Working with database performance troubleshooting means dealing with challenging and exciting problems. But it also means doing certain things over and over. And over. Like typing the same query or clicking the same button zillion times a day. And when you’re doing something very frequently, anything that can be done to simplify or automate such tasks becomes very important. So I decided to share some of the tricks I use to optimize my working experience in a short mini-series. This post will be on GUI, and the part II will be on command line.
This week I participated (online option) in HotSOS conference — the only conference that is focused entirely around Oracle database performance and internals. Like a year ago, it was a great conference, I really enjoyed it. Predictably, the number one topic was the in-memory option. Probably every third talk was about it. I learned a lot of stuff I didn’t know before (and I strongly suspect that this stuff wouldn’t be easy to find anywhere else).
Occasionally one might want to know what a segment is made of in terms of block types. For example, you notice that the number of blocks in an index segment is somewhat larger than the number of branch and leaf blocks, and wonder what kind of blocks accounts for the difference. The only way to do this is by dumping index blocks (e.g. as described in Richard Foote’s blog here). Dumping blocks is easy, but analyzing them — not so much. Sure, there exists a plethora of tools that allow to parse text from the OS side (awk, perl, sed and whatnot), but this leads to usual problems: OS access, scripting skills, certain platforms may not have the scripting tool you’re most comfortable with, and even more importantly: scripts cannot do cool stuff that Oracle can (like joining data to other data) . Fortunately, those difficulties can be circumvented by using regexp + external files as I already posted in my blog here. This time, I’d like to show how this technique can be adjusted for index block dumps.
Last year, I spent some time researching redo log related performance problems, which resulted in a mini-series, including one post devoted specifically to one previously unknown scenario of excessive log file sync waits. I am happy to announce that a service request opened on the back of this research resulted in the MOS note on “log file parallel write” wait event (Doc ID 34583.1) having been updated with a general description of this scenario and factors that may contribute to it. Unfortunately, more specific information regarding this issue has been put to an internal Oracle note because of the limitations that concern underscore parameters. So if you are dealing with log file sync (or log buffer space) issues, then I strongly recommend to log in to MOS and familiarize yourself with the updated version of the note as soon as possible.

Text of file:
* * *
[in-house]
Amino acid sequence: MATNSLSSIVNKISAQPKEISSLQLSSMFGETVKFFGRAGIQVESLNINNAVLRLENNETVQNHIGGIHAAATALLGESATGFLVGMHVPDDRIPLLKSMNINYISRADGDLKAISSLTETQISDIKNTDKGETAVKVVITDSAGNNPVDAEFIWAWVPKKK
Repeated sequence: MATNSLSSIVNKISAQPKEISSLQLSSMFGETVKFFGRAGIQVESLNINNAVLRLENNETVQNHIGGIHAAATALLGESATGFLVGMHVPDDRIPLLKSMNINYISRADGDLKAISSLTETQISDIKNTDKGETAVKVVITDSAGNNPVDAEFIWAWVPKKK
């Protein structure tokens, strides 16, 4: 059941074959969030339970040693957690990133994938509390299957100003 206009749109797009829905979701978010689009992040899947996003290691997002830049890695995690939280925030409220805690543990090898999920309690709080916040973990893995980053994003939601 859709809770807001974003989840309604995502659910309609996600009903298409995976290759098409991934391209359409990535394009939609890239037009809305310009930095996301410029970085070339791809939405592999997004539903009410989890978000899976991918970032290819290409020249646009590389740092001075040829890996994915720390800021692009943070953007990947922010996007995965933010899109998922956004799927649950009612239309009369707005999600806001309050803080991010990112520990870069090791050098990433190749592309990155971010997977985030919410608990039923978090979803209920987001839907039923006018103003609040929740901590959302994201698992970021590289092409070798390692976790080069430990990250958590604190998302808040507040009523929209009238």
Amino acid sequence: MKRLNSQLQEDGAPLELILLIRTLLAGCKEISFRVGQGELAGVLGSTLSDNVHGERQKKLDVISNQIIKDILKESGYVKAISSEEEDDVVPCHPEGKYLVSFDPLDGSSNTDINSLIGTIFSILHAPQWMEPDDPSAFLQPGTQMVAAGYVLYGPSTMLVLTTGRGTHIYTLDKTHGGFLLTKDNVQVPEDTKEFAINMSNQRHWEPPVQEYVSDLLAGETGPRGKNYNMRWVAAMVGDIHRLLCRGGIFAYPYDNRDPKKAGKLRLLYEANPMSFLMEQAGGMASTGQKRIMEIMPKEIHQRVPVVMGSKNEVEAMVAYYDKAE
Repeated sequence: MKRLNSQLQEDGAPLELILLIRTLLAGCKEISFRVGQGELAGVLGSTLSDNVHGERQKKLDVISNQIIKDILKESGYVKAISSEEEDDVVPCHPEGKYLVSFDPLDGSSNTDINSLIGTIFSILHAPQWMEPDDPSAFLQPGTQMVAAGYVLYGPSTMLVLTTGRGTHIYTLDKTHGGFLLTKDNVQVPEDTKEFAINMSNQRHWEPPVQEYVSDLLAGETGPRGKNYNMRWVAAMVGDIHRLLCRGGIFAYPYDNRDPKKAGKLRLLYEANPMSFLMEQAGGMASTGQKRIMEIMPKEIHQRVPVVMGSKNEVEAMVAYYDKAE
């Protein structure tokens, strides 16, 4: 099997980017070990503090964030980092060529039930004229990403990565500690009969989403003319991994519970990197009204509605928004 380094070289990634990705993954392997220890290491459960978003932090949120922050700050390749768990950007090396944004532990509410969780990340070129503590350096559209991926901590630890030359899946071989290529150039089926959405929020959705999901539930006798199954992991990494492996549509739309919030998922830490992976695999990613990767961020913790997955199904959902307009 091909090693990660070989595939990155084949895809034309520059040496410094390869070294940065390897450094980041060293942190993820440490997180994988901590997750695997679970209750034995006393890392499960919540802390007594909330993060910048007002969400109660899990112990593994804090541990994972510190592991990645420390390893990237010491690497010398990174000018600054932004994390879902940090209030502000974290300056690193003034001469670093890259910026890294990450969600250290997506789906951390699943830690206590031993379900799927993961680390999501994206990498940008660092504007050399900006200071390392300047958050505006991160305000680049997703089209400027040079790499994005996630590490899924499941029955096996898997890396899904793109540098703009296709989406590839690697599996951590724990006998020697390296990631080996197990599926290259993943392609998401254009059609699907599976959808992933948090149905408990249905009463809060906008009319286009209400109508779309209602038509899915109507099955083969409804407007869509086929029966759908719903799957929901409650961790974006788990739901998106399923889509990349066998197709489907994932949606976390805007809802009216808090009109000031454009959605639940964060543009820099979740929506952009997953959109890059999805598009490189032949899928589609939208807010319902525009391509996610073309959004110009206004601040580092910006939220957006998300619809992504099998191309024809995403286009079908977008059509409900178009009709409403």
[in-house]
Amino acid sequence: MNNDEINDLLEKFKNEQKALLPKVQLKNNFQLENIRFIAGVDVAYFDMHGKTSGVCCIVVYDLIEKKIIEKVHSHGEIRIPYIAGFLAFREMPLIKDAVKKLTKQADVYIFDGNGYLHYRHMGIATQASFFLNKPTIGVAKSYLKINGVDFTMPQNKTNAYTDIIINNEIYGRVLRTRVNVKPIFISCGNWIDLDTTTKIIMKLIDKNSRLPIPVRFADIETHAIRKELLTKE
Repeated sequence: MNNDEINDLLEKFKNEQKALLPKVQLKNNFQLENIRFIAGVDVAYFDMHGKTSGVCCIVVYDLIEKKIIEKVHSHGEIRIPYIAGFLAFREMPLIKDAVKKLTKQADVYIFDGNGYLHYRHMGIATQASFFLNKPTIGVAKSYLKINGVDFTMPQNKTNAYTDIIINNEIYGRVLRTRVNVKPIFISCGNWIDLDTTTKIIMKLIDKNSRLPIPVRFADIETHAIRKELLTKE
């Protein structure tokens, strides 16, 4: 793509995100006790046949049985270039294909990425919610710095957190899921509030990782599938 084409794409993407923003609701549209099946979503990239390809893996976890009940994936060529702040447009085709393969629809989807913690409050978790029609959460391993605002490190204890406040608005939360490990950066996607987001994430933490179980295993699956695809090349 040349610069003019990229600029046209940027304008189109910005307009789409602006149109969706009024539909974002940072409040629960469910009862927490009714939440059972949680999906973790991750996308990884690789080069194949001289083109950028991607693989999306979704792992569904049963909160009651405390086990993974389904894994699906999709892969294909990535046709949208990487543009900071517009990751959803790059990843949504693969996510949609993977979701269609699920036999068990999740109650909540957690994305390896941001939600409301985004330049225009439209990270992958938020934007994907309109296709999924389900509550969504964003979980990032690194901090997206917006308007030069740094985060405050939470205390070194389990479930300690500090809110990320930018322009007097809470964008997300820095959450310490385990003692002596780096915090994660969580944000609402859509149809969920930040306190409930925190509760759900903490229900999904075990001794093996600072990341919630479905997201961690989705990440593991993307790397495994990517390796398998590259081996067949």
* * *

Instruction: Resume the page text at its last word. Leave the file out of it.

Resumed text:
Except a few special cases, optimizing SQL is about minimizing I/O. And by “I/O” we normally mean “physical I/O”, because everybody knows that logical I/O (LIO) is much, much faster. But how much faster exactly? For a long time, this question has been bothering me. It looks like there has been little research in this area. Basically the only thorough investigation I managed to find on the subject was one by Cary Millsap and co-authors. So I conducted some research on my own. Continue reading
Last week I posted a blog on high CPU utilization during I/O. The blog title contained a question mark because it seemed like there were more questions than answers. Were the CPU utilization numbers real or just an instrumentation artifact? Were they distorted by double-counting? If real, where was it coming from? About a dozen top experts participated in that discussion, and everybody had a different theory. I’ve spent some time looking at the problem on different test environments from the OS angle, so now I have some answers I’d like to share.
Yesterday, I posted a trace file that seemed odd to me Twitter. This resulted in a very lively discussion, and several very interesting theories were put forward. Even though the issue hasn’t been solved yet, I would like to post a summary of this discussion (plus my findings) so that more people would be able to give their inputs. Also, some of the theories put forward to explain the observed anomaly are very interesting on their own.
The issue is very simple (which I think is one of the reasons why it resulted in such a heated debate). It has to do with unreasonably high CPU utilization with low values of the db_file_multiblock_read_count (from that point on, MBRC) parameter. Here is the setup I used in my tests:
Disjunction (logical OR) is known to cause various performance problems, from extreme parse times (e.g. here) to sub-optimal plans. A common solution to such problems is getting rid of OR’s by “OR expansion” (i.e. rewrite via UNION ALL), although it doesn’t work in 100% cases. In this post, I will consider an example of an OR problem that can be solved differently.
In my previous post I mentioned method R as probably the most efficient approach to SQL optimization. However, it is important to focus on correct metrics for it to work correctly.
Consider this example (once again, the query is still running, so the only reliable diagnostic tool at our disposal is SQL real-time monitor):
First principles, Clarice. Simplicity. Read Marcus Aurelius. Of each particular thing ask: what is it in itself? What is its nature?
What do you do when you get a call about a query that keeps running without completing, where the query text itself looks very simple:
select col1, col2, ... from someview where colA = '12345-A' and colB in ('B') order by colN, colM
and the SQL plan monitor report looks like this: